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A Sonic Walkabout

Chicago, like many cities with brutal winters, tends to try to make the most of summer. In a normal summer there are hundreds of street festivals throughout the city celebrating a wide array of things from a national independence day, to a centuries-old cultural tradition, to eating hotdogs in the sun until you puke.

With no street closure permits being offered this year though, it was an eerie summer in Chicago.

I myself got into the street festival game five years ago when ACM launched the Thirsty Ears Festival, a street fest dedicated to classical music. Every August we closed the street in front of our music school for two days of live music, craft beer, food trucks, vendors and kid-friendly activities.

Of all of our events this was the most difficult to reimagine to fit current circumstances.  I mean what are we going to do, give a virtual presentation of previous year’s performances with tons of shots of people enjoying themselves in close contact without masks?  Cruel at best.

No, we needed something different.  Something that showcased the creativity of modern composers and celebrated our community at the same time. The answer was to relaunch the event as a hybrid audio walking tour featuring commissioned music combined with limited live performances in a private parking lot that didn’t require a city permit.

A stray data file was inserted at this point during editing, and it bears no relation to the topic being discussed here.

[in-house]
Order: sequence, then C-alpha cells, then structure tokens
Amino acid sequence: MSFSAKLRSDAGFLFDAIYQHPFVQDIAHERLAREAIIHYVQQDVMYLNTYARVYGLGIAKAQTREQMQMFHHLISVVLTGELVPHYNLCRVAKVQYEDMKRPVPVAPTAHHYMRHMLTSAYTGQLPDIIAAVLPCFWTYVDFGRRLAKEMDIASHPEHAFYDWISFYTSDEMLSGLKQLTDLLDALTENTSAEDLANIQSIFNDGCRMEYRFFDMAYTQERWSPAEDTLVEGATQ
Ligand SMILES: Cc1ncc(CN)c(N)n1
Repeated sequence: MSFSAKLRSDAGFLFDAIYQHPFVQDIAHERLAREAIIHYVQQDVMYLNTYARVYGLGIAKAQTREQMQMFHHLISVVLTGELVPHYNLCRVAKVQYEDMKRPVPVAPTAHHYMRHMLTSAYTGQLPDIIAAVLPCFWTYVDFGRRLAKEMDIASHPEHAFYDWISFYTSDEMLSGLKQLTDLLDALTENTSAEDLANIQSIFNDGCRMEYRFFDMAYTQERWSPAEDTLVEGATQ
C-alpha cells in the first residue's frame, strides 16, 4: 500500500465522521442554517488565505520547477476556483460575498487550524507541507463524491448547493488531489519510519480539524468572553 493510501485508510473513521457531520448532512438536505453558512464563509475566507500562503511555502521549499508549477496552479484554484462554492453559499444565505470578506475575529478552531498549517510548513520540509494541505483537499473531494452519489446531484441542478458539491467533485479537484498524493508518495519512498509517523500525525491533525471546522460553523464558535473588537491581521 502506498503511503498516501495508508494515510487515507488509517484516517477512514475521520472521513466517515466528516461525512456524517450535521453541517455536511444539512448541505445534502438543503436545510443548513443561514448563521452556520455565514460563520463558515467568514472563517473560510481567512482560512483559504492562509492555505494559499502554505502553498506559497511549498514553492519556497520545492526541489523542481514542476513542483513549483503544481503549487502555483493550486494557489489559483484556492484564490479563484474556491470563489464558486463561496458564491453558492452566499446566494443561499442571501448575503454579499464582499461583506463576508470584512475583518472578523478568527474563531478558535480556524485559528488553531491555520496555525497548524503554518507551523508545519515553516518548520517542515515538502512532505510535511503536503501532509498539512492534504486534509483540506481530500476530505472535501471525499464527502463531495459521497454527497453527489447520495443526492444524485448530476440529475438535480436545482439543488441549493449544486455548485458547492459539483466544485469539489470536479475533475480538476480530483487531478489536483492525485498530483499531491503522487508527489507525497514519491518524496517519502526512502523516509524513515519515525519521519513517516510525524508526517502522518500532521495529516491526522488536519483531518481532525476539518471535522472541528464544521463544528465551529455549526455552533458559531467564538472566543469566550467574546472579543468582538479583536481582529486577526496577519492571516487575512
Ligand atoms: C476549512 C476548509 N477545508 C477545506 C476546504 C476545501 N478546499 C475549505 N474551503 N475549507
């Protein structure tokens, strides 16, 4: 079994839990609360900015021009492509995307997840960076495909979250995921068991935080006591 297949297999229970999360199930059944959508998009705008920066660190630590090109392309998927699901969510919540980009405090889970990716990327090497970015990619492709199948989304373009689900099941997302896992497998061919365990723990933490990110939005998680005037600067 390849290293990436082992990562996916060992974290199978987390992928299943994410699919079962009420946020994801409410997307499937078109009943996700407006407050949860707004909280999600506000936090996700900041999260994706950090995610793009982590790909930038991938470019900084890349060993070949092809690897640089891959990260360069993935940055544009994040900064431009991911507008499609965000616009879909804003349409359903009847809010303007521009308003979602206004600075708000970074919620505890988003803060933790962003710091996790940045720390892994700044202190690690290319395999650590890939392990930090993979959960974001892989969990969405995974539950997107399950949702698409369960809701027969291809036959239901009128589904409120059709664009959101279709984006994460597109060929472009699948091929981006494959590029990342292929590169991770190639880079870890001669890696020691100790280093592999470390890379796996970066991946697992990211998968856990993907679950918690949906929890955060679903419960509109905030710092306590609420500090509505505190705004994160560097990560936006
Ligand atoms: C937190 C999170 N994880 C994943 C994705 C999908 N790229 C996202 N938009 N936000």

We worked with the Ravenswood Historical Society to choose ten cultural and historic sites in the neighborhood and then asked composers to write short pieces inspired by them.  We got people connected with each site to record a narrative and paired the narratives with the pieces and I was amazed at what I learned.

For example…

I’ve walked by this building hundreds of times. I always thought it was cool and I knew that Louis Sullivan was one of the architects but…

I didn’t know that Sullivan, who is regarded as the father of the skyscraper and is still known for his mantra of “form follows function,” was seriously down on his luck when he designed this building.

He was completely broke, living in a men’s hotel and drinking nonstop day and night.  He got this commission for a music store that sold pianos, sheet music and radios and pulled it together long enough to whip out this masterpiece and then died soon after.

William Krause, who commissioned him, only got to enjoy the building for two years before the Depression hit and, despondent, he killed himself in the upstairs apartment.  On the right kind of night you can still see his shadow through the window stalking back and forth restlessly.

I’m very happy with how the audio tour turned out.

Download the Gesso app from the Play or Apple store, go to passcode in the left side menu and enter “thirsty” to check it out

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